Intracranial pressure (ICP) is the pressure inside the skull: in the sinuses of the meninges, in the subarchal and epidural spaces, in the ventricles of the brain. Its fluctuations are associated with impaired circulation of cerebrospinal fluid (CSF) in certain parts of the skull, which leads to its accumulation or lack.
In a healthy person, about a liter of liquor is secreted per day, while intracranial pressure remains normal. This is due to the constant absorption of cerebrospinal fluid in the venous vessels of the brain. In pathological cases, the cerebrospinal fluid is not absorbed where it is needed and its excess mass creates pressure on the walls of the ventricles of the brain. In these cases, the diagnosis is “increased intracranial pressure”. Thus, the ICP index depends on the amount of cerebrospinal fluid, conditions of its circulation in the ventricles and the degree of absorption into the venous vessels.
Intracranial pressure may vary throughout the day. Like arterial, it rises and falls as a result of the influence of various factors, and at the same time a person does not feel any discomfort. Pathology is a persistent increase in ICP, which is caused by the accumulation of excessive amounts of CSF (cerebrospinal fluid) in the cranium.
Causes of increased ICP
Why does increased intracranial pressure occur, and what is it? There are several diseases that most often cause an increase in intracranial pressure.
First of all they include:
- Bulk brain tumors, both malignant and benign.
- Infectious and inflammatory diseases of the brain and its membranes: meningitis, encephalitis.
- Thrombosis of the venous sinuses, because of which the circulation of the cerebrospinal fluid is disturbed.
- Traumatic brain injuries that caused the formation of large hematomas.
- Eclampsia and preeclampsia are forms of late toxicosis of pregnant women, in which blood pressure in a short time reaches critical values.
- Ischemic stroke can also cause increased intracranial pressure.
- Hydrocephalus - a congenital state, a violation of the outflow of cerebrospinal fluid, which manifests itself in the first days or months of a child's life. The reason may be various factors, for example, infectious diseases transferred by the mother during pregnancy.
Increased intracranial pressure in adults is often the result of head injuries and aneurysm rupture, as well as the consequences of such serious diseases as meningitis, encephalitis, and tumors in the cranial cavity. In addition, the cause of increased intracranial pressure may be the presence of Arnold Chiari anomaly, hypoxia, impaired blood flow and severe poisoning.
Symptoms of increased intracranial pressure in adults
In a normal state, the pressure inside the adult's skull should be no higher than 10-15 mm Hg. Its increase to 25-35 mm is considered critical, and in this case, you can lose consciousness. If this process is not stopped, it can lead to brain death. Therefore, it is very important to be able to determine the increase in intracranial pressure in an adult by its symptoms.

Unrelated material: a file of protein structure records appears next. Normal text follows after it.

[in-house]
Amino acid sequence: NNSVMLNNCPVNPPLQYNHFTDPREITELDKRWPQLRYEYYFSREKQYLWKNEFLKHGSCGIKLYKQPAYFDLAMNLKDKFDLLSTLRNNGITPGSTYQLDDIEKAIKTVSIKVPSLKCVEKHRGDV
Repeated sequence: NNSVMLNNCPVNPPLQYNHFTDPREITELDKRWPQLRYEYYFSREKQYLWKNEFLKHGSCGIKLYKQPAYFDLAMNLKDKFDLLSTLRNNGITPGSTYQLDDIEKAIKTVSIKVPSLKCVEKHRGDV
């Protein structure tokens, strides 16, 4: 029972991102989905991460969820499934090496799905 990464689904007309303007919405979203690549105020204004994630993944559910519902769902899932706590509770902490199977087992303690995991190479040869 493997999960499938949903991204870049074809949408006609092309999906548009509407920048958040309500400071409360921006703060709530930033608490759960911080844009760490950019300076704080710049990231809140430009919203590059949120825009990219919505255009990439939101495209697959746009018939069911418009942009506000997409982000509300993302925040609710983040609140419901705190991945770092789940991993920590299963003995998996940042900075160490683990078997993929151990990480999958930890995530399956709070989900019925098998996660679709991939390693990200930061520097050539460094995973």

Symptoms of increased intracranial pressure in adults:
- frequent headaches, especially in the morning;
- vomiting, nausea;
- excessive sweating;
- visual disturbances: double vision, throbbing pain;
- bruises or minor bruising under the eyes;
- fatigue, nervousness;
- deterioration of joint mobility;
- reduced potency, sexual desire.
When signs of intracranial pressure appeared after a head bruise, falls, and are marked by impaired consciousness, drowsiness, and even fainting, the patient will be suspected brain damage. In this case, you should immediately seek medical help.
Increased intracranial pressure is a serious threat to the life of the patient. Regular pressure on the brain disrupts its activity, as a result of which intellectual abilities may decrease and the nervous regulation of the internal organs will be disturbed.
Symptoms of intracranial pressure in children
Typically, the symptoms of increased intracranial pressure in children are closely associated with manifestations of hydrocephalus, which is the presence of too much fluid in the ventricles of the brain.
In addition to the visual increase in the size of the head, other symptoms can be noted:
- excessive pronounced spouting,
- a strong lag in overall development in relation to peers,
- excessive anxiety
- the child spits up too much, and gains little weight,
- lethargy and drowsiness.
- Graefe's symptom, when the eyes of a child are not looking straight ahead, but downwards.
Thus, signs of increased intracranial pressure in infants cannot remain unnoticed. Every person who does not have a special medical education is able to determine such an unpleasant affliction of a baby.
Before you figure out how to treat high intracranial pressure, you need to properly diagnose. Therefore, for the diagnosis of intracranial hypertension in adults prescribed:
- General blood analysis;
- Blood test for electrolytes;
- MRI or CT;